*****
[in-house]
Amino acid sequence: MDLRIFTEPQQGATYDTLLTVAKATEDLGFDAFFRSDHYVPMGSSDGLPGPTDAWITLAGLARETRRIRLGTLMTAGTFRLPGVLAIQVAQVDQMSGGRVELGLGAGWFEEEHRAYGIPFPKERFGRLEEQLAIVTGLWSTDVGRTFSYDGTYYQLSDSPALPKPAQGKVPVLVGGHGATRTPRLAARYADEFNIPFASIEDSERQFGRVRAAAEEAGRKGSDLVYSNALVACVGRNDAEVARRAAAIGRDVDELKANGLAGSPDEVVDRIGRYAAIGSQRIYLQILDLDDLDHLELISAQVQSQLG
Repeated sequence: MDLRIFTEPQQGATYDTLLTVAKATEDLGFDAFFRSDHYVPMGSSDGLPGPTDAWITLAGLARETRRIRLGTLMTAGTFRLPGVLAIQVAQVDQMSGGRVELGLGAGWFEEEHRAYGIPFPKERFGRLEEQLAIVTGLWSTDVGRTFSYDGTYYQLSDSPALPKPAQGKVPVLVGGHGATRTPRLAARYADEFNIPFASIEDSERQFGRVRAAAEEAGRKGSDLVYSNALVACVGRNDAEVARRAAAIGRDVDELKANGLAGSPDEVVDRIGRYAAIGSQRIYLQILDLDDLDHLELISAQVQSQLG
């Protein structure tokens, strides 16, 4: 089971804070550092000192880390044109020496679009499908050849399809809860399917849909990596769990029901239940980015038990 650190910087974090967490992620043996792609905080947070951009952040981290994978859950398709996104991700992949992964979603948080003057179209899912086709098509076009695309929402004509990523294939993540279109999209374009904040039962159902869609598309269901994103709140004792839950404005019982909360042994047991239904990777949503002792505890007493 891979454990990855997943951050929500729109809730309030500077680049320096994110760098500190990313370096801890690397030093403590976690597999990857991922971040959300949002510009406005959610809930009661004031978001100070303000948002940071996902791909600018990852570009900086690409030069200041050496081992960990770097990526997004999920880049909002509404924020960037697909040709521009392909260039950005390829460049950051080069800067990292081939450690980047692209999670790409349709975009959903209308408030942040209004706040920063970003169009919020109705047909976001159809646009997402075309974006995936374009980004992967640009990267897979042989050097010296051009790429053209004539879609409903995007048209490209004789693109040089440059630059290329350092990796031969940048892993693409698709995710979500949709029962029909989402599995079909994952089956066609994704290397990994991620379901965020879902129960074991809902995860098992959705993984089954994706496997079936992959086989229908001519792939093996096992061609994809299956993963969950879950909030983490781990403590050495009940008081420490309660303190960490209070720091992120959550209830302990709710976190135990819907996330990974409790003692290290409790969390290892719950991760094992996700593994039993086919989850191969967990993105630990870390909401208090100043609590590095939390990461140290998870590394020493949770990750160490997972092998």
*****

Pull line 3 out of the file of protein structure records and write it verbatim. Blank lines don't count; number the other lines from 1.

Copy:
Repeated sequence: MDLRIFTEPQQGATYDTLLTVAKATEDLGFDAFFRSDHYVPMGSSDGLPGPTDAWITLAGLARETRRIRLGTLMTAGTFRLPGVLAIQVAQVDQMSGGRVELGLGAGWFEEEHRAYGIPFPKERFGRLEEQLAIVTGLWSTDVGRTFSYDGTYYQLSDSPALPKPAQGKVPVLVGGHGATRTPRLAARYADEFNIPFASIEDSERQFGRVRAAAEEAGRKGSDLVYSNALVACVGRNDAEVARRAAAIGRDVDELKANGLAGSPDEVVDRIGRYAAIGSQRIYLQILDLDDLDHLELISAQVQSQLG